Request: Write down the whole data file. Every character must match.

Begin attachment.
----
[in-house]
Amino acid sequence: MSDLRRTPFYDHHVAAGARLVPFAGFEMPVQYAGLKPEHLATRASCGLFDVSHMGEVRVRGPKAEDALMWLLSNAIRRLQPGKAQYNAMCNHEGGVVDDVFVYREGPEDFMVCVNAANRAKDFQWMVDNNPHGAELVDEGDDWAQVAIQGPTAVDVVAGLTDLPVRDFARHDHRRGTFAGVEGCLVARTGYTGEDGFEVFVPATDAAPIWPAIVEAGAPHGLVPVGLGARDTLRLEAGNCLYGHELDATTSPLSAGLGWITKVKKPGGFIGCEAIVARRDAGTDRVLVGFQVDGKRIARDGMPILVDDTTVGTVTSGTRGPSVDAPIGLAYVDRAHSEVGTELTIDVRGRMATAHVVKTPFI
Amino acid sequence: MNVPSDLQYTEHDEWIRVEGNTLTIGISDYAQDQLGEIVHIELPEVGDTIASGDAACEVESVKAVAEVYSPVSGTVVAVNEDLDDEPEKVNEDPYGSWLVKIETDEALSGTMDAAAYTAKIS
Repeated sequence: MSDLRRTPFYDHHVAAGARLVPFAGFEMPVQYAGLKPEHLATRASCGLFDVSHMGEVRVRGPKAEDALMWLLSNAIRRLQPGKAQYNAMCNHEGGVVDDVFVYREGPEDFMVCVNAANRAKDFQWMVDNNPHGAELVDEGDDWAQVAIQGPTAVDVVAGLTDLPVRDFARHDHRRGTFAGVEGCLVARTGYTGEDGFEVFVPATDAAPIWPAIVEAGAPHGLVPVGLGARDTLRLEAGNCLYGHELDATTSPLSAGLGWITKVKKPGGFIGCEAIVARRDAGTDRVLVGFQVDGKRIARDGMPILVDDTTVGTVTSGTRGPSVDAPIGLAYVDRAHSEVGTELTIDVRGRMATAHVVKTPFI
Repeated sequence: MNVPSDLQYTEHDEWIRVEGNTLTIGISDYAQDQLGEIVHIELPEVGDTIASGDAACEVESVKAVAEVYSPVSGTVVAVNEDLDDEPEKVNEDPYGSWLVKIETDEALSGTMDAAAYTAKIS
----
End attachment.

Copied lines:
[in-house]
Amino acid sequence: MSDLRRTPFYDHHVAAGARLVPFAGFEMPVQYAGLKPEHLATRASCGLFDVSHMGEVRVRGPKAEDALMWLLSNAIRRLQPGKAQYNAMCNHEGGVVDDVFVYREGPEDFMVCVNAANRAKDFQWMVDNNPHGAELVDEGDDWAQVAIQGPTAVDVVAGLTDLPVRDFARHDHRRGTFAGVEGCLVARTGYTGEDGFEVFVPATDAAPIWPAIVEAGAPHGLVPVGLGARDTLRLEAGNCLYGHELDATTSPLSAGLGWITKVKKPGGFIGCEAIVARRDAGTDRVLVGFQVDGKRIARDGMPILVDDTTVGTVTSGTRGPSVDAPIGLAYVDRAHSEVGTELTIDVRGRMATAHVVKTPFI
Amino acid sequence: MNVPSDLQYTEHDEWIRVEGNTLTIGISDYAQDQLGEIVHIELPEVGDTIASGDAACEVESVKAVAEVYSPVSGTVVAVNEDLDDEPEKVNEDPYGSWLVKIETDEALSGTMDAAAYTAKIS
Repeated sequence: MSDLRRTPFYDHHVAAGARLVPFAGFEMPVQYAGLKPEHLATRASCGLFDVSHMGEVRVRGPKAEDALMWLLSNAIRRLQPGKAQYNAMCNHEGGVVDDVFVYREGPEDFMVCVNAANRAKDFQWMVDNNPHGAELVDEGDDWAQVAIQGPTAVDVVAGLTDLPVRDFARHDHRRGTFAGVEGCLVARTGYTGEDGFEVFVPATDAAPIWPAIVEAGAPHGLVPVGLGARDTLRLEAGNCLYGHELDATTSPLSAGLGWITKVKKPGGFIGCEAIVARRDAGTDRVLVGFQVDGKRIARDGMPILVDDTTVGTVTSGTRGPSVDAPIGLAYVDRAHSEVGTELTIDVRGRMATAHVVKTPFI
Repeated sequence: MNVPSDLQYTEHDEWIRVEGNTLTIGISDYAQDQLGEIVHIELPEVGDTIASGDAACEVESVKAVAEVYSPVSGTVVAVNEDLDDEPEKVNEDPYGSWLVKIETDEALSGTMDAAAYTAKIS